Air Force Texas Coronary Atherosclerosis Prevention Study - AFCAPS/TEXCAPS


Lovastatin vs. placebo for primary prevention of CAD events.


Whether reduction of LDL cholesterol is the appropriate treatment for persons with "average" LDL levels or whether treatment is best reserved for patients with the additional risk of below average high-density lipoprotein (HDL) levels.

Study Design

Study Design:

Patients Screened: 102,800
Patients Enrolled: 6,605
Mean Follow Up: 5.1 years
Mean Patient Age: 58
Female: 15

Patient Populations:

At least 1 risk factor for ischemic cardiovascular disease
Men (age ≥45) and women (age ≥55) up to 73 years of age
HDL <50 mg/dL
LDL between 130 - 190 mg/dL or 125 - 129 mg/dL if the TC to HDL cholesterol ratio is >6.


Clinical evidence of ischemic cardiovascular disease
Uncontrolled hypertension
Secondary hyperlipidemia
Type 1 or type 2 diabetes mellitus that was either managed with insulin or associated with a glycohemoglobin level of at least 10% (20% above the upper limit of normal).
Body weight of more than 50% greater than the desirable limit for height according to the 1983 Metropolitan Life Insurance tables.

Primary Endpoints:

Composite of fatal or nonfatal MI, unstable angina, or sudden cardiac death

Secondary Endpoints:

Fatal or nonfatal coronary revascularization procedures
Unstable angina
Fatal or nonfatal myocardial infarction
Fatal or nonfatal cardiovascular events
Fatal or nonfatal coronary events
Cardiovascular mortality
CHD mortality.

Noncardiovascular mortality (with subset analyses for unintentional or violent death and death from cancer)
Fatal and nonfatal cancer (excluding basal cell and squamous cell skin cancers)
Discontinuation of medication because of adverse drug effects.

Drug/Procedures Used:

Lovastatin 20 mg or placebo; up-titration to 40 mg (2 doses lovastatin or 2 doses placebo) at 18 weeks if LDL goal (≤110 mg/dL) had not been achieved.

Principal Findings:

At 12 months, lovastatin therapy was associated with an 18.4% reduction in total cholesterol (TC), a 25% reduction in LDL, a 6% increase in HDL, and a decrease in triglycerides of 15%. There also were improvements in the ratio of TC to HDL (-21.8%) and LDL to HDL (-28%). All changes in lipid parameters were significant compared to placebo (p<0.001).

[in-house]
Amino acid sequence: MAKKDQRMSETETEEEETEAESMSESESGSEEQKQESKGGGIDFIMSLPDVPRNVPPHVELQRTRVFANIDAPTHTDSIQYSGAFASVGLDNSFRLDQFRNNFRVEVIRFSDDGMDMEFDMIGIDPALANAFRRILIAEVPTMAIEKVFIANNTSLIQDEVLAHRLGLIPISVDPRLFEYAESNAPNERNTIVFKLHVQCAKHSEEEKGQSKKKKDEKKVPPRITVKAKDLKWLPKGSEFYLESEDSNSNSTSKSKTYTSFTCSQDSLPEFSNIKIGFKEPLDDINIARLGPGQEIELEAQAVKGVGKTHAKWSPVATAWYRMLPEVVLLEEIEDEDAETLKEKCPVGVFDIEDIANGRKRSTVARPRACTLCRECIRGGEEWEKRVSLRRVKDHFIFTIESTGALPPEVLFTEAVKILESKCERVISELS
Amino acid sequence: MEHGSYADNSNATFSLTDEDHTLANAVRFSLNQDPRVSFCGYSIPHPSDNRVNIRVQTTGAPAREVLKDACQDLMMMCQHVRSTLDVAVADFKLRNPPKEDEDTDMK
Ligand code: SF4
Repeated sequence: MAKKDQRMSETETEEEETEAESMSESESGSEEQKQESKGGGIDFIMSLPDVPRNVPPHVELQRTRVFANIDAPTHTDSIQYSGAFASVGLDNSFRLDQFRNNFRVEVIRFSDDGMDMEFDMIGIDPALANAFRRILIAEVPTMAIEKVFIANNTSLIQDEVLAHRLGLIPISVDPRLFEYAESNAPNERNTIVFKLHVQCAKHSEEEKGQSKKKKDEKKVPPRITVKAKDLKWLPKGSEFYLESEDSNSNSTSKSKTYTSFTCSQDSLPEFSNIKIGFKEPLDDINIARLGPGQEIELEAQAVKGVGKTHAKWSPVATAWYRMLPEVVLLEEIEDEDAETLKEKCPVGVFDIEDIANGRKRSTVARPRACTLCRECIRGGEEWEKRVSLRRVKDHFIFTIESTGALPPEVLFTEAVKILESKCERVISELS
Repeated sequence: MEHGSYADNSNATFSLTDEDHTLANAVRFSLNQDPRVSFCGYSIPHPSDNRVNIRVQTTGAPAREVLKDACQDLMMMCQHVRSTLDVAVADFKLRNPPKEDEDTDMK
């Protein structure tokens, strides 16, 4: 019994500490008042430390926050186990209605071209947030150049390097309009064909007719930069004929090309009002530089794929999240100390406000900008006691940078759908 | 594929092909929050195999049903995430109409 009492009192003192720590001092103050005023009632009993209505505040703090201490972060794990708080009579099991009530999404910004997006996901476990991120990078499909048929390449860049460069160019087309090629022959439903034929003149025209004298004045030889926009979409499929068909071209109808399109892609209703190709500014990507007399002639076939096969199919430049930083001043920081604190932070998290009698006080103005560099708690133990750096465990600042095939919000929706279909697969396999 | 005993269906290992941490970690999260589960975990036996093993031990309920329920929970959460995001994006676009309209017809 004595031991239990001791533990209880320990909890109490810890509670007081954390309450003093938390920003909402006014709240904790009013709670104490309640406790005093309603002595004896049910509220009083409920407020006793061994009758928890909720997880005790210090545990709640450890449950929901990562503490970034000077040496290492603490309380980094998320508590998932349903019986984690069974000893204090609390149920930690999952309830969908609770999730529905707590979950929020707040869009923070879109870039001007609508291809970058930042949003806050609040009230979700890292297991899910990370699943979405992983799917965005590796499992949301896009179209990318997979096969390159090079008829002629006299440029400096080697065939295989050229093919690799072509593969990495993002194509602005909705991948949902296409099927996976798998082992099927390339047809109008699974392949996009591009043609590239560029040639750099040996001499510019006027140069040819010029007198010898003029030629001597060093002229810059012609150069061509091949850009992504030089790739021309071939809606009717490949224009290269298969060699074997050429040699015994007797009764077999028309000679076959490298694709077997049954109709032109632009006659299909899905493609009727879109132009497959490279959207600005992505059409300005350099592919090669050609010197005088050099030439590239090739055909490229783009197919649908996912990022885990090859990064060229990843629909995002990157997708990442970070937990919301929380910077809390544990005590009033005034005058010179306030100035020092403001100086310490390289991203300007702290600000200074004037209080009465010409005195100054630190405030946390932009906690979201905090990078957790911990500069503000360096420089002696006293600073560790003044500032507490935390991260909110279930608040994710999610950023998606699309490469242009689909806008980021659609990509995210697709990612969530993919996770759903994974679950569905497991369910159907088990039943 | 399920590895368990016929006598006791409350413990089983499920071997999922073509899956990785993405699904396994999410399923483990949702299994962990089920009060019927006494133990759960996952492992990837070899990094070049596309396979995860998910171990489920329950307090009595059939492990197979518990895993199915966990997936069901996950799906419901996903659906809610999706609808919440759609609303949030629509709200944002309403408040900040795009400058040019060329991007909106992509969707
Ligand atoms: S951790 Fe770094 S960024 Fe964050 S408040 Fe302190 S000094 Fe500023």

Despite the low-risk population studied, lipid-lowering therapy produced a 37% reduction in the primary endpoint of fatal or nonfatal MI, unstable angina, or sudden cardiac death.

Among the 17% of participants who met NCEP guidelines for treatment, the relative risk reduction was 47% (p=0.006) compared to 33% (p=0.003) in the rest of the active therapy study group.

Benefit was consistent across the tertiles of LDL and HDL studied.

Among men receiving lovastatin, there was a 37% reduction in the primary endpoint for an absolute risk reduction of 2.2%; the number needed to treat over 5 years to prevent 1 event was 46. Among the women on lovastatin, there were 20 primary endpoint events, 7 in the lovastatin group and 13 in the placebo group, for a relative risk reduction of 46%. However, due to the size of the subgroup and the small number of primary endpoint events, this difference did not reach statistical significance. Among women there was an absolute risk reduction of 1.2%; with the number needed to treat over 5 years to prevent 1 event at 88. There were no statistically significant differences in effect between genders.

Men receiving lovastatin, had a higher rate of drug-related adverse events compared to men receiving placebo (18% versus 16%, p=0.048), mostly due to changes in liver function tests. Breast cancer was reported in 13 lovastatin and 9 placebo-treated women (p=0.0519).

A larger and statistically significant reduction in the primary endpoint was seen in the subset of patients <65 years of age (42%, p<0.001). However, because of more events overall in the elderly cohort, the number of patients needed to treat to prevent 1 event was 47 in the elderly group compared to 50 in the younger treated patients.


This was the first primary prevention study to include a sizable group of women (15%) and older adults (21% age ≥65 years). Based on current National Cholesterol Education Program (NCEP) guidelines, 32% of participants would not have been recommended for a fasting lipid profile and 83% would not have been recommended for any cholesterol-lowering therapy. Participants with HDL ≤40 mg/dL received the greatest benefit, suggesting that current recommendations for treatment at HDL ≤35 mg/dL may need to be reconsidered.


1. Am J Cardiol 1997;80:287-93 Design and rationale
2. JAMA 1998; 279:1615-22 Final results
3. Circulation 1998; 98(Suppl I):I-46 Gender subgroups
4. Circulation 1998; 98(Suppl I):I-46 Elderly subgroups

Clinical Topics: Arrhythmias and Clinical EP, Diabetes and Cardiometabolic Disease, Dyslipidemia, Prevention, Atherosclerotic Disease (CAD/PAD), SCD/Ventricular Arrhythmias, Hypertriglyceridemia, Lipid Metabolism, Nonstatins, Novel Agents, Statins, Diet

Keywords: Coronary Artery Disease, Lovastatin, Hydroxymethylglutaryl-CoA Reductase Inhibitors, Breast Neoplasms, Risk Factors, Primary Prevention, Liver Function Tests, Cholesterol, Hypolipidemic Agents, Triglycerides, Fasting, Death, Sudden, Cardiac

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